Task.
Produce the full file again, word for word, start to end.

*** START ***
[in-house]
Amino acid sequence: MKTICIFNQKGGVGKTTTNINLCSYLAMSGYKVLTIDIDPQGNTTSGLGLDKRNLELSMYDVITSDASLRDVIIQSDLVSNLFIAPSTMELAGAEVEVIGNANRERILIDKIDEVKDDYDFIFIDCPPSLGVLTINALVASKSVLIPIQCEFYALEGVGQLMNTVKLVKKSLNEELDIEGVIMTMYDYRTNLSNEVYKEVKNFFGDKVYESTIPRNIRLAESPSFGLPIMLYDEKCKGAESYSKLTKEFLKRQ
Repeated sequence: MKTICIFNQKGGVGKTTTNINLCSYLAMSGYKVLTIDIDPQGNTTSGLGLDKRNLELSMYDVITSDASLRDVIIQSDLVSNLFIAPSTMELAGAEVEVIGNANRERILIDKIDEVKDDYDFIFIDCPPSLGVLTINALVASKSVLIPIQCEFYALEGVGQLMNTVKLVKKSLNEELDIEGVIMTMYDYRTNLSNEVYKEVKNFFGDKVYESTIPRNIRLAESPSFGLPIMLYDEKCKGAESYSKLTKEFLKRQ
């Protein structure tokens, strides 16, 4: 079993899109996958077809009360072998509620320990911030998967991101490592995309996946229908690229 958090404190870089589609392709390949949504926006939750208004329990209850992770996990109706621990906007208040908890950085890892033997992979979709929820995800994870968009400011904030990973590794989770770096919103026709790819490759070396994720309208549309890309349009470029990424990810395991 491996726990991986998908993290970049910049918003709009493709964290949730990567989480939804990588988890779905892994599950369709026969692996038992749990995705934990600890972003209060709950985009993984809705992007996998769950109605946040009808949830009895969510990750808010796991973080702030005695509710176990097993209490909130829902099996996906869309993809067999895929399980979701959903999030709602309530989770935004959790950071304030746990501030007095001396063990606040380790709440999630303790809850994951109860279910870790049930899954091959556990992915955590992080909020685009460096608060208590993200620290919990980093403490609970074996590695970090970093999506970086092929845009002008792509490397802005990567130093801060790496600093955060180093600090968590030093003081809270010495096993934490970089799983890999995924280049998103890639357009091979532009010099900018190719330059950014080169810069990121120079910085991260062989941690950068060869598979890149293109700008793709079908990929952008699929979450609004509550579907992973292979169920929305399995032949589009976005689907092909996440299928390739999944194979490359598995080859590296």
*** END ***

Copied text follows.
[in-house]
Amino acid sequence: MKTICIFNQKGGVGKTTTNINLCSYLAMSGYKVLTIDIDPQGNTTSGLGLDKRNLELSMYDVITSDASLRDVIIQSDLVSNLFIAPSTMELAGAEVEVIGNANRERILIDKIDEVKDDYDFIFIDCPPSLGVLTINALVASKSVLIPIQCEFYALEGVGQLMNTVKLVKKSLNEELDIEGVIMTMYDYRTNLSNEVYKEVKNFFGDKVYESTIPRNIRLAESPSFGLPIMLYDEKCKGAESYSKLTKEFLKRQ
Repeated sequence: MKTICIFNQKGGVGKTTTNINLCSYLAMSGYKVLTIDIDPQGNTTSGLGLDKRNLELSMYDVITSDASLRDVIIQSDLVSNLFIAPSTMELAGAEVEVIGNANRERILIDKIDEVKDDYDFIFIDCPPSLGVLTINALVASKSVLIPIQCEFYALEGVGQLMNTVKLVKKSLNEELDIEGVIMTMYDYRTNLSNEVYKEVKNFFGDKVYESTIPRNIRLAESPSFGLPIMLYDEKCKGAESYSKLTKEFLKRQ
């Protein structure tokens, strides 16, 4: 079993899109996958077809009360072998509620320990911030998967991101490592995309996946229908690229 958090404190870089589609392709390949949504926006939750208004329990209850992770996990109706621990906007208040908890950085890892033997992979979709929820995800994870968009400011904030990973590794989770770096919103026709790819490759070396994720309208549309890309349009470029990424990810395991 491996726990991986998908993290970049910049918003709009493709964290949730990567989480939804990588988890779905892994599950369709026969692996038992749990995705934990600890972003209060709950985009993984809705992007996998769950109605946040009808949830009895969510990750808010796991973080702030005695509710176990097993209490909130829902099996996906869309993809067999895929399980979701959903999030709602309530989770935004959790950071304030746990501030007095001396063990606040380790709440999630303790809850994951109860279910870790049930899954091959556990992915955590992080909020685009460096608060208590993200620290919990980093403490609970074996590695970090970093999506970086092929845009002008792509490397802005990567130093801060790496600093955060180093600090968590030093003081809270010495096993934490970089799983890999995924280049998103890639357009091979532009010099900018190719330059950014080169810069990121120079910085991260062989941690950068060869598979890149293109700008793709079908990929952008699929979450609004509550579907992973292979169920929305399995032949589009976005689907092909996440299928390739999944194979490359598995080859590296």